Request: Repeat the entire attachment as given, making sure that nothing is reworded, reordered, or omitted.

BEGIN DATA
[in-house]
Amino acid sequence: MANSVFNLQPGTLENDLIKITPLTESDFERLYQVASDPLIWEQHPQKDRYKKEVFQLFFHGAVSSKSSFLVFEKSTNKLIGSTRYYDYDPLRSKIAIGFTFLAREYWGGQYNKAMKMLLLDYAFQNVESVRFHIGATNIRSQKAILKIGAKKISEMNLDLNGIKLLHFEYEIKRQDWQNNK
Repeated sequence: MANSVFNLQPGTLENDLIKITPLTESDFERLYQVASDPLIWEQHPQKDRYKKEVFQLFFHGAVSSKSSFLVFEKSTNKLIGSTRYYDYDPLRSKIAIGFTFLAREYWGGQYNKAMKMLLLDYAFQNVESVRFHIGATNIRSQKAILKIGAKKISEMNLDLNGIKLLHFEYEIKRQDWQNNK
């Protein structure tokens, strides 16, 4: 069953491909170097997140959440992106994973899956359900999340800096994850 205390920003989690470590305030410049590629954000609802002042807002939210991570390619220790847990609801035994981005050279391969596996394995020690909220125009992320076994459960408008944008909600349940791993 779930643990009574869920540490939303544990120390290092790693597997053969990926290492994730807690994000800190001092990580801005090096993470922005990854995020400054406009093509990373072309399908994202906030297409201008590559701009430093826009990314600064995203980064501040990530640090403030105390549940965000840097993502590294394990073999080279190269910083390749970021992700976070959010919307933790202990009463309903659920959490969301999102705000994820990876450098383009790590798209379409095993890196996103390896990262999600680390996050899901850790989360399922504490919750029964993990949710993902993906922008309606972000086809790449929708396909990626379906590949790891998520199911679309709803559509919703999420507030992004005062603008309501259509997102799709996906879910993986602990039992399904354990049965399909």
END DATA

[in-house]
Amino acid sequence: MANSVFNLQPGTLENDLIKITPLTESDFERLYQVASDPLIWEQHPQKDRYKKEVFQLFFHGAVSSKSSFLVFEKSTNKLIGSTRYYDYDPLRSKIAIGFTFLAREYWGGQYNKAMKMLLLDYAFQNVESVRFHIGATNIRSQKAILKIGAKKISEMNLDLNGIKLLHFEYEIKRQDWQNNK
Repeated sequence: MANSVFNLQPGTLENDLIKITPLTESDFERLYQVASDPLIWEQHPQKDRYKKEVFQLFFHGAVSSKSSFLVFEKSTNKLIGSTRYYDYDPLRSKIAIGFTFLAREYWGGQYNKAMKMLLLDYAFQNVESVRFHIGATNIRSQKAILKIGAKKISEMNLDLNGIKLLHFEYEIKRQDWQNNK
């Protein structure tokens, strides 16, 4: 069953491909170097997140959440992106994973899956359900999340800096994850 205390920003989690470590305030410049590629954000609802002042807002939210991570390619220790847990609801035994981005050279391969596996394995020690909220125009992320076994459960408008944008909600349940791993 779930643990009574869920540490939303544990120390290092790693597997053969990926290492994730807690994000800190001092990580801005090096993470922005990854995020400054406009093509990373072309399908994202906030297409201008590559701009430093826009990314600064995203980064501040990530640090403030105390549940965000840097993502590294394990073999080279190269910083390749970021992700976070959010919307933790202990009463309903659920959490969301999102705000994820990876450098383009790590798209379409095993890196996103390896990262999600680390996050899901850790989360399922504490919750029964993990949710993902993906922008309606972000086809790449929708396909990626379906590949790891998520199911679309709803559509919703999420507030992004005062603008309501259509997102799709996906879910993986602990039992399904354990049965399909």